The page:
Work on Constant Spring Water Treatment 70 Per Cent Complete


KINGSTON — Significant progress is being made on the Constant Spring Water Treatment Plant in Stony Hill, which is being refurbished under the Jamaica Water Supply Improvement Project (JWSIP) at a cost of US$10 million.

The project, which is about 70 per cent complete, includes the construction of new basins and reagents, addition systems for pre-treatment, and refurbishing intakes such as values, flow metres. It is expected to be completed in March 2012.

During a tour of the facility on Friday (November 18), Minister of Housing, Environment, Water and Local Government, Hon. Dr. Horace Chang, said that the plant, which was designed to have a capacity of 20 million gallons per day, had deteriorated to about 12 million gallons per day.

"The refurbishing work will restore it to 20 million gallons per day which will ensure more reliable and constant supply of water basically for all of the Corporate Area,” Dr. Chang said.

The JWSIP, which is divided into segments A and B, is the single largest project ever undertaken by the National Water Commission (NWC). It has a total cost of $17 billion (US$211 million) and, on completion, will bring an additional 20 million gallons of water to residents in Kingston and St. Andrew, St. Catherine and other areas of Jamaica.

"It is part of the Government’s programme not only to recapitalise the water company but to ensure that the south eastern region, extending from central St. Catherine through south St. Catherine to the Corporate Area as far as Harbour View, will have a reliable modern efficient water system within the next 24 months. The Corporate Area is our largest city and it demands a modern system at this time and that is what we intend to do,” Dr. Chang stated.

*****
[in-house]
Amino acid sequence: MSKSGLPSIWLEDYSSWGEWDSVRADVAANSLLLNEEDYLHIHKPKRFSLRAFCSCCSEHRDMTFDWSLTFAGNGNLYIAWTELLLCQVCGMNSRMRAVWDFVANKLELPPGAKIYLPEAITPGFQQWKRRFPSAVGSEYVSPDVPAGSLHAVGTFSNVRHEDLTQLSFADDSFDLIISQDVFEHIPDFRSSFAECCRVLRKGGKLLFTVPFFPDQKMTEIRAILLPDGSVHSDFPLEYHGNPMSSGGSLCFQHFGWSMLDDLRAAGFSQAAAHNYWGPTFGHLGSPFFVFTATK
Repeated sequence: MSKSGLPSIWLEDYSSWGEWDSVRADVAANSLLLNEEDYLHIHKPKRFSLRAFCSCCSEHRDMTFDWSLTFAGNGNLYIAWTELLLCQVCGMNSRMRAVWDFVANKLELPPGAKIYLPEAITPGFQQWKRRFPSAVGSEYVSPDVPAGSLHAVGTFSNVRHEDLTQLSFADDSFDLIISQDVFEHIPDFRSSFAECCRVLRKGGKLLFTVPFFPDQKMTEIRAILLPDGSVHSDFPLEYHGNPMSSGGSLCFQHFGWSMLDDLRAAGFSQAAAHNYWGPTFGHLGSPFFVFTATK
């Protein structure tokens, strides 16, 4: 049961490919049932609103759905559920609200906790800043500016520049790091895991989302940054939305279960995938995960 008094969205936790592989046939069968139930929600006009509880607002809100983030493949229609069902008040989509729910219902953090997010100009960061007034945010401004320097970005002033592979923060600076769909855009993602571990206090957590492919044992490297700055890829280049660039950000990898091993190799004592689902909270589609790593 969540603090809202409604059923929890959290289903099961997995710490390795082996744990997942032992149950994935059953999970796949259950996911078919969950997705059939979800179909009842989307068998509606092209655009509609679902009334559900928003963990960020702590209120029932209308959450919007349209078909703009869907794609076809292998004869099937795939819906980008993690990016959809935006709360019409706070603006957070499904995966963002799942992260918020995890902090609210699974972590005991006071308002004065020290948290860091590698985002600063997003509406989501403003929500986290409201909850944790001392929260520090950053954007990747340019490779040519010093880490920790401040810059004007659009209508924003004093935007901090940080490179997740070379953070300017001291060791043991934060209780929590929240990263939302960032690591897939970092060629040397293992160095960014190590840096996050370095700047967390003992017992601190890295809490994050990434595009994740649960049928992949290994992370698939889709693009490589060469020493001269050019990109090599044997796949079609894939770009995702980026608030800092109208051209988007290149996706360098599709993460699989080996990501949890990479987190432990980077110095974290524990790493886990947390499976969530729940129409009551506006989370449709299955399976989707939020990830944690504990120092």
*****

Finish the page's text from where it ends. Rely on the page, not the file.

Under phase two of JWSIP, a new treatment plant will be constructed in Angels, St. Catherine, which will bring into the system, another 15 million gallons of water per day.

"We will finish replacing the pipeline, which extends from Tulloch Spring into the Corporate Area. Those asbestos pipes are losing water like a sieve, just replacing the pipes alone not only makes it more reliable, but saves us about two million gallons of water per day…so it is part of rehabilitating the whole process," the Minister stated.

He further informed that more than 21 wells in the Corporate Area will be rehabilitated under the programme, while there will be an increase in supply to the rural areas from 47 per cent to about 60 per cent of the population.

In his remarks, Member of Parliament for West Rural St. Andrew, Hon. Andrew Gallimore commented that the JWSIP was significantly enhancing the quality of life of thousands of residents in the area.

"It's a major plus," he said, noting that many residents are now getting regular water supply, while others will benefit from improvement works that are underway or to come on stream.

JWSIP is intended to eliminate or eradicate water lock-offs in many affected areas. The additional water will mean that housing and other developments can take place in areas, which previously had no dependable water supplies.

 

By Latonya Linton, JIS Reporter

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